Consortium Created Definitions ©
The Anti-Racism Consortium has crafted the following definitions to guide our work with the Robert Wood Johnson Foundation. This glossary was created by the Institute for Healing Justice & Equity (IHJE) and the Anti-Racism Consortium. Copyright 2022 by IHJE and the Anti-Racism Consortium. All rights reserved.
A state of comprehensive well-being (e.g., at the individual level of physical, mental, and spiritual health) that supports an optimal quality of life. Health is the presence of wellness allowing for the opportunity to thrive — mention systems that impact stress levels that affect health. In a social context, health eliminates the system barriers and levels out the non-random curve of illness so that all can thrive.
Laws are systems that result in actions and/or decisions (formal and informal) (e.g., rules, policies, resolutions, mandates, or declaration of rights) that are enforceable by penalty and/or consequences that affect everyone in society, although they are often not enforced in an equitable way. Policies are used to maintain social order in a society that prioritizes how resources are distributed across populations and how institutional practices are maintained. Informal laws and policies are cultural and social norms that control actions and decisions in an informal way.
Implementation, approach and application of evidence-based knowledge, experiential knowledge (narrative) theory, and frameworks to affect change or contribute to the functions and operations of an institution, organization or system.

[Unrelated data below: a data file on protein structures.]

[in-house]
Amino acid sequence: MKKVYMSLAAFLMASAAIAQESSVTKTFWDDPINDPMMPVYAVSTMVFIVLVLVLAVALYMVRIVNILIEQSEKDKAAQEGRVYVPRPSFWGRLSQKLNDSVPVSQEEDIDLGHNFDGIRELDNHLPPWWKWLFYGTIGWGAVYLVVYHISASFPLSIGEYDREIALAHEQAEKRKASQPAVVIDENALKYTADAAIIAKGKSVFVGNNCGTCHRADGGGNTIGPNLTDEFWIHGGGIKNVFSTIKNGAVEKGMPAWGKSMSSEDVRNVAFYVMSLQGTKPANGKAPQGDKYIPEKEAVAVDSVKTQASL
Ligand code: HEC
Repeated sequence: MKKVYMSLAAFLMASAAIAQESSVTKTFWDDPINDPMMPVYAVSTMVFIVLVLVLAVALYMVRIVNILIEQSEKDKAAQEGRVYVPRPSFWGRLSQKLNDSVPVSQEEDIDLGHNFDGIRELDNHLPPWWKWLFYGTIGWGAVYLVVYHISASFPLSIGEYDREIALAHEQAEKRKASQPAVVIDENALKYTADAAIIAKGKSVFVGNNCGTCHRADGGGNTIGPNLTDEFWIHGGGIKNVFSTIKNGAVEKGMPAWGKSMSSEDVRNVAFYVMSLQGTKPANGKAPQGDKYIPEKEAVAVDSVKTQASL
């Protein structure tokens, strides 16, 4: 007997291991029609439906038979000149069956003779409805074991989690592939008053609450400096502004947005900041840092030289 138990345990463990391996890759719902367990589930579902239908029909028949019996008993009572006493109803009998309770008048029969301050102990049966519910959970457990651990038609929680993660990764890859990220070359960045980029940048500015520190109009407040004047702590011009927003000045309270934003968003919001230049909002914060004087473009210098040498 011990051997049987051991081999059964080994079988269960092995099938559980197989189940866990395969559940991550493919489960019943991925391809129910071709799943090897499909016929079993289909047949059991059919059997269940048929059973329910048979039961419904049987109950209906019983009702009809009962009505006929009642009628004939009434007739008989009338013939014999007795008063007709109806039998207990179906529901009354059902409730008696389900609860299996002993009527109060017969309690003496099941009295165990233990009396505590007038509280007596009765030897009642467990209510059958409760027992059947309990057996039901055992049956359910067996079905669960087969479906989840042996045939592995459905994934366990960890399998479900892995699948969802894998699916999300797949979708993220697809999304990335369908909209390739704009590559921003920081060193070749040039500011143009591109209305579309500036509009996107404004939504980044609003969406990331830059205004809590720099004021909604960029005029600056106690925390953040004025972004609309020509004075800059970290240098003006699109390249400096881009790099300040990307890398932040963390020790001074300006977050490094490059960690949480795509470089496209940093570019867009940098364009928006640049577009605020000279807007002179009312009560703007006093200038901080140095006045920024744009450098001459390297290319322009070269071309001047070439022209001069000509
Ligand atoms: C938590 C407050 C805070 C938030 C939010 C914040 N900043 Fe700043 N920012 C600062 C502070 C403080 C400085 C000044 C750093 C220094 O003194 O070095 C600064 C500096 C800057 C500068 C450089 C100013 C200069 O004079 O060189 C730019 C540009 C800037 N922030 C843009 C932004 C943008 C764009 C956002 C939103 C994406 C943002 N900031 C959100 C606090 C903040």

Cultural, geographical, and contextual experiences in which a formal or informal group (for example, individuals, families, or organizations) share culture, history, experience, language, norms, identities, values, goals, and/or ideas that support engagement, change, understanding, and/or sustainability. Inclusion and belonging to a community can have both positive and negative connotations.
The state in which all people have the optimal knowledge, resources, and quality of life. Equity is achieved when life outcomes can no longer be predicted by demographic characteristics or identity politics.
Justice is fairness aligned with ethics, reflective of a collective consciousness of responsibility, accountability, reparation, and reciprocity in human connections to society. Justice is achieved when there is equity and there is a continuous evaluation and adjustment of laws, policies, and practices (the structures and systems) to work for and benefit all within it.
The Anti-Racism Consortium has identified the the following frameworks as guides for our work with the Robert Wood Johnson Foundation: